Singapore - Tax impact on warranty clauses | KPMG | GLOBAL

Singapore - Tax impact of warranty clauses

Singapore - Tax impact of warranty clauses

Tax impacts of warranty clauses in Singapore.

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Does the seller grant warranties or indemnities to the purchaser when acquiring a company?

Yes, usually the Sale and Purchase Agreement (“SPA”) would have provisions for warranties and indemnities.

Does the tax treatment of the warranty depend on its legal classification (e.g. indemnity vs. reduction in the purchase price vs. others)?

No, rather the tax treatment would depend on whether the indemnity payment or purchase price adjustment is income or capital in nature.

As there is no capital gains tax in Singapore, indemnity payments or a reduction of the purchase price would not result in any capital gains tax implications.

Exception: if the buyer or seller is in the business of trading shares, indemnity payments or adjustments made to the purchase price are likely to be income in nature. Consequently, any gains realised from a price adjustment would be taxable, while losses would be tax deductible.

Is classification of the contractual warranties as a price reduction clause or an indemnity clause relevant in your jurisdiction?

Yes, the classification is relevant but for tax purposes it usually has no impact.

Are mixed clauses included in the SPA (for instance, a warranty drafted partially as a price-reduction clause for the portion corresponding to the purchase price and as an indemnity clause for the amount exceeding the purchase price)?

This is not a common practice in our experience.

Is the classification usually mentioned in the SPA?

N/A*

Are there criteria to distinguish between a price reduction clause and an indemnity clause? Could you briefly describe these criteria?

No based on our experience.

What is the most common type of warranty in your jurisdiction?

Standard warranties and indemnities are usually found in a SPA to cover historical risks, which have not been provided for in the purchase price upon completion e.g. either as a liability or a reduction in assets.

A liability cap is often found in relation to risks that are not identifiable at the time of purchase. There is usually an expiry of warranties and indemnities included, sometimes in line with statutory time bar periods.

It is common for a seller to include knowledge caveats / qualifiers in the SPA, to limit their liability in the event of a breach of warranty.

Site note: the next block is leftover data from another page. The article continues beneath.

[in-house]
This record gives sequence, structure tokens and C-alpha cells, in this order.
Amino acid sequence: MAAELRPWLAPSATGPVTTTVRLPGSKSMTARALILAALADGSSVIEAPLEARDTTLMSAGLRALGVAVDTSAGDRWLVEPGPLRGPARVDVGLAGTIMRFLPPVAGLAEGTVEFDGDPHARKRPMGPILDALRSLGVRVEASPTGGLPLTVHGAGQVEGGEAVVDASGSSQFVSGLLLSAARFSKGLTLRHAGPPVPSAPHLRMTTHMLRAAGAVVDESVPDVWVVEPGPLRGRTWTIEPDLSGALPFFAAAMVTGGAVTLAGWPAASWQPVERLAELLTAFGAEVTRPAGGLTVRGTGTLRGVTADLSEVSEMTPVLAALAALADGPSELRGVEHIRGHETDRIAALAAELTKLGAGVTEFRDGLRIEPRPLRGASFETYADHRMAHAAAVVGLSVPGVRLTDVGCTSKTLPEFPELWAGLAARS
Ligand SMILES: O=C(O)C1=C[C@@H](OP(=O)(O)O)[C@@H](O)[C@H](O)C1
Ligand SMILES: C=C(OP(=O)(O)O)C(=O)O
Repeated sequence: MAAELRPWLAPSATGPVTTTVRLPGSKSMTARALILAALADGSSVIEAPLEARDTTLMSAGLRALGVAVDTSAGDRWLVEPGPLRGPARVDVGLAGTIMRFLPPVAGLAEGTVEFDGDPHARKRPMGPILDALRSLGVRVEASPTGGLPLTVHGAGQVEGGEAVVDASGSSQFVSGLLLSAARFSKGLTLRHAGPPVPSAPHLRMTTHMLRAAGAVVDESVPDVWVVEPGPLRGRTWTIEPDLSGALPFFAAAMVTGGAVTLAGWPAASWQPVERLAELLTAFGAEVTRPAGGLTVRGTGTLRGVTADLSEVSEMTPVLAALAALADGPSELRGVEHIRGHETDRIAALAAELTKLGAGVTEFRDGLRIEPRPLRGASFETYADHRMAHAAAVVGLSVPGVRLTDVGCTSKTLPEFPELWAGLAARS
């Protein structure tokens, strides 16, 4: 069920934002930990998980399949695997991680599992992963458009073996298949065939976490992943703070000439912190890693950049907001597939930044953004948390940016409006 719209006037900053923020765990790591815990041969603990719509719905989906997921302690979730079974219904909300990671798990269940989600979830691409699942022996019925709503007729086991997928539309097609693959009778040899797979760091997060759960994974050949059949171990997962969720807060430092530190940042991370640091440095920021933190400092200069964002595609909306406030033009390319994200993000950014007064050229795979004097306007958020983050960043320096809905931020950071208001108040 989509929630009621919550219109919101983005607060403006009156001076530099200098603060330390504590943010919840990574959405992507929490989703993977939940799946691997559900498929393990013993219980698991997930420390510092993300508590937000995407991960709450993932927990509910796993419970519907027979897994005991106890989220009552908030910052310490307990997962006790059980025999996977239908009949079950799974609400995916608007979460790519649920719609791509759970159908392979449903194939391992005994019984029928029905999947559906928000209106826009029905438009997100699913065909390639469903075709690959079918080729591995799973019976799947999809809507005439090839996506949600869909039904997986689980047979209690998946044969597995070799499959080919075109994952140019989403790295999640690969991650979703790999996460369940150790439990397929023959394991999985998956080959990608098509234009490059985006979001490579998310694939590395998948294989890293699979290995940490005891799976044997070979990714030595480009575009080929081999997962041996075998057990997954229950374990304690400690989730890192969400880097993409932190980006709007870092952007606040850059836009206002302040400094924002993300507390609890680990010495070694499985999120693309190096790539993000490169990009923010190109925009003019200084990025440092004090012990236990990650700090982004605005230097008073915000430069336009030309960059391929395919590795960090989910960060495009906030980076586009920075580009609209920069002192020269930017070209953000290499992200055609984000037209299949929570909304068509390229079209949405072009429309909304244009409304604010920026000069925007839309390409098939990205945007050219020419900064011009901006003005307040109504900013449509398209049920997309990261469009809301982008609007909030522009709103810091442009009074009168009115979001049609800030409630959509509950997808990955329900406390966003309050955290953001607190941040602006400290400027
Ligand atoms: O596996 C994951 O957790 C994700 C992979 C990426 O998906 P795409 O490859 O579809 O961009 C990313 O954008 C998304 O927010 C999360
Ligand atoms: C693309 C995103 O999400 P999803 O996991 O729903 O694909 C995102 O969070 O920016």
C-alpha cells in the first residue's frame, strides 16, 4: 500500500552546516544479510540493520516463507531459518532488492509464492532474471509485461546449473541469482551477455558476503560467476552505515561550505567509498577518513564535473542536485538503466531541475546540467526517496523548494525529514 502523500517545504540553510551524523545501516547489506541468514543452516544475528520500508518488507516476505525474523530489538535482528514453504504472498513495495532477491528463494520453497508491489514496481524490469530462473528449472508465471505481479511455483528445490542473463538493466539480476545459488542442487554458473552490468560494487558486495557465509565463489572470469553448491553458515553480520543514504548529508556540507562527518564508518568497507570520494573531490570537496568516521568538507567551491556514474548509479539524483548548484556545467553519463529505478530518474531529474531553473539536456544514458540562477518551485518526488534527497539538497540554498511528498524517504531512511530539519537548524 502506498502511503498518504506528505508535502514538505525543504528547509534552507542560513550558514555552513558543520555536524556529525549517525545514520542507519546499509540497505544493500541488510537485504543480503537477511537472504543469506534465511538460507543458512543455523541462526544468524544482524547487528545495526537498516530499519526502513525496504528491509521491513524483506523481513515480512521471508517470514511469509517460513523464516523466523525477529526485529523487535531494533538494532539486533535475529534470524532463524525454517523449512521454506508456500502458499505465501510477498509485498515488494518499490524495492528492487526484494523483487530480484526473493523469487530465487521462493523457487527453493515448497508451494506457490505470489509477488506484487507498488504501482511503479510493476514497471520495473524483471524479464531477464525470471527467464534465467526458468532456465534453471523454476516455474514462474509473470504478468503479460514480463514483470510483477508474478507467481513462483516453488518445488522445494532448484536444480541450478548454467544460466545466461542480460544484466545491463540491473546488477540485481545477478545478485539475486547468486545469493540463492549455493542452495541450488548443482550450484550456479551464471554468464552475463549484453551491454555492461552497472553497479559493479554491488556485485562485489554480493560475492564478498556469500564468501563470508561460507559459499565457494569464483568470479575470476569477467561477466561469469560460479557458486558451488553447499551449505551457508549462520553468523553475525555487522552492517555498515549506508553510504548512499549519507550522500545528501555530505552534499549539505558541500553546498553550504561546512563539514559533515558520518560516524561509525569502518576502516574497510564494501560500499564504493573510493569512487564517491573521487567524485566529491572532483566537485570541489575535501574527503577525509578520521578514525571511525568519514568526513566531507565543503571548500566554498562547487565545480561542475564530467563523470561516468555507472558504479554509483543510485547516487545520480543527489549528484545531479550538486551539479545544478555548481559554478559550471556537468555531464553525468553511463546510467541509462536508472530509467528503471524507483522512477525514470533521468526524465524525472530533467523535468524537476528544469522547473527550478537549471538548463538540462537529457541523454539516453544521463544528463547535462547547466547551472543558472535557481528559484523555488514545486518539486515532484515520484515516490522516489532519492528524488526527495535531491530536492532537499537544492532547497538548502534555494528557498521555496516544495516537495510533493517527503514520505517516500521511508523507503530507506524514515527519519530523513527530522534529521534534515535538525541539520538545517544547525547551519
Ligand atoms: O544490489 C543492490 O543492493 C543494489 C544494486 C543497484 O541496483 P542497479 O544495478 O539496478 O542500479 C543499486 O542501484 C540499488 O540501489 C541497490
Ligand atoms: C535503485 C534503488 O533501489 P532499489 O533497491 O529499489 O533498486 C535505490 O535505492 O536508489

Is a tax warranty usually provided by way of a separate warranty agreement (different from the SPA)?

It is very rare to have standalone tax warranty agreements.

Is it usual / a market practice to negotiate after-tax settlements, i.e. to reduce the price adjustment to a net payment (i.e. indemnity minus the tax effect of the deduction for the acquirer or target) or to guarantee full indemnification (i.e. gross-up payment to guarantee a net indemnity)?

We have seen gross up indemnity clauses but not as much as net payments.

Acquirer

  Corporate Income Tax Personal Income Tax

Price reduction clause 

(please also refer to our comments in .2 above)

The price adjustment has no direct impact on the taxable income of the purchaser* *. The price adjustment has no direct impact on the taxable income of the purchaser**.

Indemnification clause

(please also refer to our comments in no.2 above)

The tax treatment of an indemnity receipt will depend on whether it relates to recovering an amount that is income (taxable) or capital / non-deductible (non-taxable) in nature.

E.g. tax paid is not tax deductible, hence recovered amounts would not be taxable. Conversely, trade items are usually subject to tax, hence recovering a loss that is tax deductible, would be taxable in the hands of the recipient.

Vendor

  Corporate Income Tax Personal Income Tax

Price reduction clause

(please
also refer to our comments in .2 above)

No tax consequences.

However, if the Vendor is in the business of trading shares, any loss could be used to offset taxable gains from the sale of shares.

No tax consequences.

However, if the Vendor is in the business of trading shares, any loss could be used to offset taxable gains from the sale of shares.

Indemnification clause

(please
also refer to our comments in .2 above)

The tax treatment of an indemnity payment (whether it is tax deductible) will depend on whether it relates to an amount that is income (deductible) or capital (non-deductible) in nature.

Target

Price reduction clause N/A*

*Non-available
**Because, there is no capital gains tax in Singapore.

Chiu Wu Hong – KPMG in Singapore

Head of Tax and Head of Enterprise

Tel: (+)65 6213 2569

wchiu@kpmg.com.sg

Simon Clark – KPMG in Singapore

Regional Tax Partner and Head of M&A Tax

Tel : (+)65 6213 2152

simonclark1@kpmg.com.sg

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